While it is recognized that early intervention is necessary to support oral normal development, there is no consensus in the literature on the ideal age for the beginning of treatment [10, 13]. However, the necessity for a proper prosthetic treatment before school age has been reported by the majority of the authors because of functional, phonational, psychological, and esthetic needs [7, 10, 13]. Khazaie et al. [14] recommend that prosthetic treatment may be carried out as early as preschool years where young children usually adapt to their use. The majority of the authors agree that if the child is cooperative, prosthetic intervention in those as young as age 2 or 3 years can be successful [1, 11, 15]. Derbanne et al. [10], after treating more than 40 patients with anodontia and oligodontia with removable prosthesis, considered that the sooner the prosthetic rehabilitation begins, the better the results will be in terms of functions, social integration, and self-esteem of the patient. Early intervention affords the child the opportunity to develop normal forms of speech, chewing, and swallowing; normal facial support; and improved temporomandibular joint function [1, 13, 15]. The prosthodontic treatment enhances the tonus of the masticatory muscles and provides normal mastication, swallowing, and regular phonation [13]. Imirzalioglu et al. [15] described a clinical case of a child that, after 1 year of the complete dentures installed, had maxillary horizontal development as well as the condylar remodeling and posterior rotation of the mandible related to the improved vertical dimension.

The technique for denture construction is similar to that for adult patients, comprising stages of preliminary and final impressions, registration of occlusion, wax try-in, and insertion of the finished denture. However, in children some modifications of the accepted techniques are usually indicated and require special attention [2]. It is necessary to simplify the technique of fabricating complete dentures in children to promote better cooperation and ensure them a positive dental experience [11]. The fabrication of prosthesis for a child requires an extensive diagnostic process together with a detailed medical and dental history. All these factors should be considered during fabrication in order to provide a prosthesis that is not only functional but also esthetic and age appropriate [11]. Retention and stability of the prosthesis are also difficult to obtain during children’s growth, particularly because of the insufficient bone support, typically amorphous tooth structure, and lack of sufficient undercut zones [11, 15]. When planning dentures in these patients, care should be taken to obtain a wide distribution of occlusal load fully extending the denture base [2].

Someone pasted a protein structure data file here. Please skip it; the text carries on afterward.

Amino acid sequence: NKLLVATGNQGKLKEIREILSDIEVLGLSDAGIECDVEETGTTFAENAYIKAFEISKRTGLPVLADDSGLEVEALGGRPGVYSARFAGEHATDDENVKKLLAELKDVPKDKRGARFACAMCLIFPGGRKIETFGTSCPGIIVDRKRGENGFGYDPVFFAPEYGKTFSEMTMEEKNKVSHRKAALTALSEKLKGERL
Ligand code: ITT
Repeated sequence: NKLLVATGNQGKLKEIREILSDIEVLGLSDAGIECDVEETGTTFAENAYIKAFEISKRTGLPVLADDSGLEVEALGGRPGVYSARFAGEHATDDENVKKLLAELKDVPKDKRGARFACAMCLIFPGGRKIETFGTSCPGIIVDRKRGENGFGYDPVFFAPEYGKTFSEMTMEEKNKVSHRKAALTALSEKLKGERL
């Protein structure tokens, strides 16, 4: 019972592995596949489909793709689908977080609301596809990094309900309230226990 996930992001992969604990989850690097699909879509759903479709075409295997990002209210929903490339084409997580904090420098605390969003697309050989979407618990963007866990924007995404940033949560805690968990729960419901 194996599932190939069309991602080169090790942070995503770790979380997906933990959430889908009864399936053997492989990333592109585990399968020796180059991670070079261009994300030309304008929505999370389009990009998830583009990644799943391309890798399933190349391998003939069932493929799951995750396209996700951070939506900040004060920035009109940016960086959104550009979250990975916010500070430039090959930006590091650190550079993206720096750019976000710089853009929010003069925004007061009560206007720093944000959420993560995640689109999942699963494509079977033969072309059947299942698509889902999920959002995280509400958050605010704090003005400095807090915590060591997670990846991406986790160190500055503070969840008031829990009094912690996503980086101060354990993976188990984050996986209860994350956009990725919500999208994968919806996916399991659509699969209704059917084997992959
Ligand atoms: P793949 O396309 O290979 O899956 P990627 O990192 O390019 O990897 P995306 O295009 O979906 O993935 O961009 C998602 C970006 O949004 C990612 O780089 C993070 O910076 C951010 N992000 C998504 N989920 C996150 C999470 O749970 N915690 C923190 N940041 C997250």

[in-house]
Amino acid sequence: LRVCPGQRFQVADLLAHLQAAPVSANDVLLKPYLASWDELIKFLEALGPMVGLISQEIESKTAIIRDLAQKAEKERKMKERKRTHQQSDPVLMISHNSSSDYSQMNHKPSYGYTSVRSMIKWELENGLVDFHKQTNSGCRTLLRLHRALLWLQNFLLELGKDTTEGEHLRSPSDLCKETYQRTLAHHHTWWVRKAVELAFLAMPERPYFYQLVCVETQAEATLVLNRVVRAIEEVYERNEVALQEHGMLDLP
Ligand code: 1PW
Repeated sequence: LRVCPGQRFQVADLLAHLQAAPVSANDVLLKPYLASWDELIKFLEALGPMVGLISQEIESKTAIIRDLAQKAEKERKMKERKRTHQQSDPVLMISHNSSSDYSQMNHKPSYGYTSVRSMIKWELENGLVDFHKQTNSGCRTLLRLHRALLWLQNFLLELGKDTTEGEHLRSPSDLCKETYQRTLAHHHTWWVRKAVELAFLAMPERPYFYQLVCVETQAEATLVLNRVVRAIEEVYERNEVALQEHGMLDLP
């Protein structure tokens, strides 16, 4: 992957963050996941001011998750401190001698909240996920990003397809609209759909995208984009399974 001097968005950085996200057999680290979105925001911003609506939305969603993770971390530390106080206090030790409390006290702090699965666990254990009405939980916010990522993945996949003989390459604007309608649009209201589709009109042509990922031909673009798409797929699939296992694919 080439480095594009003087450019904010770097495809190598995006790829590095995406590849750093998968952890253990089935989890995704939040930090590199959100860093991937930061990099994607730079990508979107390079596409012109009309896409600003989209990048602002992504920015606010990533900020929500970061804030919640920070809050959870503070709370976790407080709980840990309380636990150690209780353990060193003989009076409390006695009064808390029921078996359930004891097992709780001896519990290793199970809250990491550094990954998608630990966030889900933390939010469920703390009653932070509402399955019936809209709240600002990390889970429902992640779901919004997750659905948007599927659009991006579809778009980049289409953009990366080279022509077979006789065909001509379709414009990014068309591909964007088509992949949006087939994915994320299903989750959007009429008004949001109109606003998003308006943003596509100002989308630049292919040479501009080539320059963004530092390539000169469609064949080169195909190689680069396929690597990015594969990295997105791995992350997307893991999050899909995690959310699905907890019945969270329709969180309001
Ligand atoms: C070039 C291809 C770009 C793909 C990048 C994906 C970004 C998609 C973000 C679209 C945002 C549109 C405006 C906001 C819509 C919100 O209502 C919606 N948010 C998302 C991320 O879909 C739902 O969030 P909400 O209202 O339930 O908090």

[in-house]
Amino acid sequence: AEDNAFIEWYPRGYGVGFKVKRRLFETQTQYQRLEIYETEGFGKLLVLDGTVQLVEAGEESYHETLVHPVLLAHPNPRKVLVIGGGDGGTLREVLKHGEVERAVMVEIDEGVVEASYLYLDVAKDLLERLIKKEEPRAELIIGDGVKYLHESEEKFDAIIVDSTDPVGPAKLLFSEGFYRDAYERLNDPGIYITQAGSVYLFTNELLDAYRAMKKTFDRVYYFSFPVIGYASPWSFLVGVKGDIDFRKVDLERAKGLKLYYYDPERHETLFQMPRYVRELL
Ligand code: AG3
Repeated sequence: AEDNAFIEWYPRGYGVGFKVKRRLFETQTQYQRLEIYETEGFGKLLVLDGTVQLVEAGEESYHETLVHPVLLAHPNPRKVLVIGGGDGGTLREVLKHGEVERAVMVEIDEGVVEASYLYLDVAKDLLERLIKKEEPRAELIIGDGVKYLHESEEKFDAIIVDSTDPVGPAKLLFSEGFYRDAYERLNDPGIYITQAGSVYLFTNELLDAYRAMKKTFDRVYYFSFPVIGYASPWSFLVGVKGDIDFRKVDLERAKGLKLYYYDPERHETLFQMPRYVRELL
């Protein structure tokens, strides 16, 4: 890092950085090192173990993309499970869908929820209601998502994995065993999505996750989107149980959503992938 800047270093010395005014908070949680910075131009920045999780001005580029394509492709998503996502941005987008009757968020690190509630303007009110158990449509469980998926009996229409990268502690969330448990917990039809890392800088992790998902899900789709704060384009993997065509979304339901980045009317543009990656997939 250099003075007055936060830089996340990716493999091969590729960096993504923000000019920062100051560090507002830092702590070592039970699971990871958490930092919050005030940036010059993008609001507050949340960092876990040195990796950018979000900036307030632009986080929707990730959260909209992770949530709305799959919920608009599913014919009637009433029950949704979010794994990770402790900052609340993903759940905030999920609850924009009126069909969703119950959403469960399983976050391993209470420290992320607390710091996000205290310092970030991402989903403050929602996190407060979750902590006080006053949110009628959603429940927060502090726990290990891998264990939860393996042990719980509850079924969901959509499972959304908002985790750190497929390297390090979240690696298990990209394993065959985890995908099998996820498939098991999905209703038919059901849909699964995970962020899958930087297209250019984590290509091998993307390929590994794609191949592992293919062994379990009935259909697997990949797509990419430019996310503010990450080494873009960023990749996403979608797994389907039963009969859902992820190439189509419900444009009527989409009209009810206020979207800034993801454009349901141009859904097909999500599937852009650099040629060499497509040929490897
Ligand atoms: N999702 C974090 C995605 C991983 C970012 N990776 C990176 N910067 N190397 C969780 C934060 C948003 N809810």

Also, special attention must be paid to the impression technique; for complete dentures, support should not be limited to the denture base area but should also include the entire vestibular sulcus reflection for a retentive base construction with sealed border [1]. Irreversible hydrocolloid material with higher viscosity is the material suggested by the majority of the authors for primary impressions, probably because it sets faster, consequently helps prevent aspiration of the impression material, and ameliorates the patient’s comfort [1, 14]. Accurate impressions with proper anatomic extensions are needed to fabricate a good custom tray, which will probably help make a superior final impression [11]. For final impressions, in the presented case report, the authors preferred silicone for border molding and as an impression material because these materials are cleaner and have the required accuracy, better working time, and a fast setting time. Some clinicians have used border molding techniques with a warm green stick compound prior to making the final impression. Due to insufficient evidence, it can be argued that this technique has limited advantages for children because of the requisite time, patient discomfort related to the procedure, and potential risk of thermal injury. Furthermore, there will be a future need for a relining or remaking of the prosthesis to accommodate jaw growth [11].

The implementation of special management and motivational techniques becomes essential to maintain a good level of cooperation from these patients [3]. Regular periodic recalls of young patients with complete dentures are usually necessary, because prosthesis adjustments or replacement will be needed as a result of continuing growth and development, until more definitive implant-assisted prostheses can be delivered [2, 5, 6, 14]. Imirzalioglu et al. [15] emphasize that the continuous jaw growth and the dentition changes of children must be closely monitored. Complete dentures require regular adjustments and should be relined, rebased, or replaced when a decreased vertical dimension of occlusion and an abnormal mandibular posture are detected due to growth [1]. Therefore, frequent (3–6-month recall intervals) follow-up examinations and denture adjustments are needed. Oral prosthesis on patients at an early age represents a long-term commitment on the part of all who are involved in the process: clinician, patient, and parents [2]. Pediatric dentistry specialists form a part of the interdisciplinary team that treats these young people, providing successful clinical outcomes and proper emotional development [14].

4. Conclusion

Prosthetic rehabilitation in children must be performed at the earliest age possible in order to maintain the oral functions, provide normal development, and increase self-esteem improving socialization skills.

Conflict of Interests

The authors declare that they have no conflict of interest.